Todd Doherty MP for Cariboo-Prince George.

Todd Doherty MP for Cariboo-Prince George.

MPs Doherty and Zimmer call for action on forestry file

Northern politicians are becoming increasingly concerned about the future of the lumber industry in the region.

  • Nov. 18, 2016 6:00 a.m.

Northern politicians are becoming increasingly concerned about the future of the lumber industry in the region.

Todd Doherty, MP for Cariboo-Prince George, and Bob Zimmer, MP for Prince George – Peace River – Northern Rockies, issued the following statement regarding the forestry industry in Northern British Columbia, Friday, Nov. 18.

“Our forestry sector is facing more uncertainty than ever before. Our mills and producers face the prospect of costly tariffs, duties, and the constant threat of litigation. This comes as a result of the Liberal Government’s failure to bring home a new Softwood Lumber Agreement. To make matters worse, the Prime Minister has blindly agreed to re-negotiate the North American Free Trade Agreement, the most important trade deal between Canada and the United States,” said Zimmer.

“We know that the President- elect is looking to include terms that favour the U.S. when it comes to the free trade of softwood lumber between our two countries. How can we count on the Liberals to protect forestry jobs when they couldn’t even negotiate a renewal of the Softwood Lumber Agreement, under favorable terms with the Obama administration?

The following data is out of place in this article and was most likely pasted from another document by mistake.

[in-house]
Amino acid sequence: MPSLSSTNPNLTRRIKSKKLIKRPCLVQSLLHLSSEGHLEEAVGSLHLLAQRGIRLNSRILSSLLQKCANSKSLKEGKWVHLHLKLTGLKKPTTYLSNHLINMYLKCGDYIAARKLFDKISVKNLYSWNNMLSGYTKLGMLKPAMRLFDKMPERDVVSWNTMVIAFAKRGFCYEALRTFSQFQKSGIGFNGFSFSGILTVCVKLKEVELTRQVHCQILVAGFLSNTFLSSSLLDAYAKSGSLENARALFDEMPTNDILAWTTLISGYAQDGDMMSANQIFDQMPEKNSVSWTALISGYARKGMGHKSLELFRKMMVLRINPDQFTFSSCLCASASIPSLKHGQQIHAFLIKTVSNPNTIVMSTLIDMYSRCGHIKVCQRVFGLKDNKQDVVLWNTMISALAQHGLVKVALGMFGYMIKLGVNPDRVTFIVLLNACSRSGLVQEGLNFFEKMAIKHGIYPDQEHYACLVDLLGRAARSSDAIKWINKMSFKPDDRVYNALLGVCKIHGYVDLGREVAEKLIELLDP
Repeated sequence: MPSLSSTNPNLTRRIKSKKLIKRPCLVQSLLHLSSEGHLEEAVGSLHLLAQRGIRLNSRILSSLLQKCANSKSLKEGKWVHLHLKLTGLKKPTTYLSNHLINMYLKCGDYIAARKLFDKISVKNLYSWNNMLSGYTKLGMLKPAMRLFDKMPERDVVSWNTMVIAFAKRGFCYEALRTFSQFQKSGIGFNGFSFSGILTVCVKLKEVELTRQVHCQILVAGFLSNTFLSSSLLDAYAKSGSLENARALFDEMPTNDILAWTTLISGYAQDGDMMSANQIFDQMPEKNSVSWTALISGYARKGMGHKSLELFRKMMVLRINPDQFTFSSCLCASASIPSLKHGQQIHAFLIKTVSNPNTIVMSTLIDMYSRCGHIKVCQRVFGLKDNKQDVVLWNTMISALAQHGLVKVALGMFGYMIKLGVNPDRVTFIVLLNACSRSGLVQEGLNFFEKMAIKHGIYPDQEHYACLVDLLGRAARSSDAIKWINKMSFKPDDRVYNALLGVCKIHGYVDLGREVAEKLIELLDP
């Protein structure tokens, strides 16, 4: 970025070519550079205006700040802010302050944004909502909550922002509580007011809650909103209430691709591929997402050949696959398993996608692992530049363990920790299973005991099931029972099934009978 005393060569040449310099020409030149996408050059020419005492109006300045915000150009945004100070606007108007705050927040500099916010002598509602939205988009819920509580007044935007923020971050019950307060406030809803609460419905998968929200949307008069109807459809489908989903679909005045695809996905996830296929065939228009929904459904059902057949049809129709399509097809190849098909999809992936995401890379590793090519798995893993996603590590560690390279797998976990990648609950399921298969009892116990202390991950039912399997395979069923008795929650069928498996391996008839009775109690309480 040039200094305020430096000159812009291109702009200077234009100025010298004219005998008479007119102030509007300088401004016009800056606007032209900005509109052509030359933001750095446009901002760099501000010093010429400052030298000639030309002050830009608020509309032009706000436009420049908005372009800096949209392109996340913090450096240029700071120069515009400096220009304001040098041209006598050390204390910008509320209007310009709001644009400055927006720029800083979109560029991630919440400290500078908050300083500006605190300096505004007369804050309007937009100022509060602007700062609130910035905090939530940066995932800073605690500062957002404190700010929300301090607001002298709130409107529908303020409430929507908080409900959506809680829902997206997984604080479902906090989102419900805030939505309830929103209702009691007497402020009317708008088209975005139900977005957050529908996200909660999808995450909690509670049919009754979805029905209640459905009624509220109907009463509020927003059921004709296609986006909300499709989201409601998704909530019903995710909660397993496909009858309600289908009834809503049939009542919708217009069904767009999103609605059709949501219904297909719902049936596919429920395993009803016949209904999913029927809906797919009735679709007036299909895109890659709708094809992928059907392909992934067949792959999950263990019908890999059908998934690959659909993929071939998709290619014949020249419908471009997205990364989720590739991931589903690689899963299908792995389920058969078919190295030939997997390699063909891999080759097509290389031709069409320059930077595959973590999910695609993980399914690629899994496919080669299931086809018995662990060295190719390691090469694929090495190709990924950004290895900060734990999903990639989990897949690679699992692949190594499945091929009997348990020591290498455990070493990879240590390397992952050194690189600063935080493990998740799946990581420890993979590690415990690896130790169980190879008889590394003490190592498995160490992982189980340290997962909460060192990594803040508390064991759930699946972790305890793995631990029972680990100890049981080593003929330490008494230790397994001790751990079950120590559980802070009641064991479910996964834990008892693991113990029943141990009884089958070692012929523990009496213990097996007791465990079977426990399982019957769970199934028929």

“As joint members of the Softwood Lumber Taskforce, we call on Justin Trudeau to finally stand up for our forestry families. Get on the phone with the President- elect, and bring home a deal that won’t result in mill closures and widespread job losses for our hardworking constituents,” stated Doherty.

The previous Conservative Government has a proud history of standing up for forestry families. The last softwood lumber dispute cost the Canadian forestry sector $5.3 billion and was settled by the previous Conservative government negotiating an agreement within three months of coming into office in 2006, under the Bush administration.

It was also the previous Conservative government that negotiated an extension of the deal in 2012 with U.S. President Obama to ensure market stability through to October 2016, in addition to investing $726 million to combat the mountain pine beetle epidemic.

 

 

 

 

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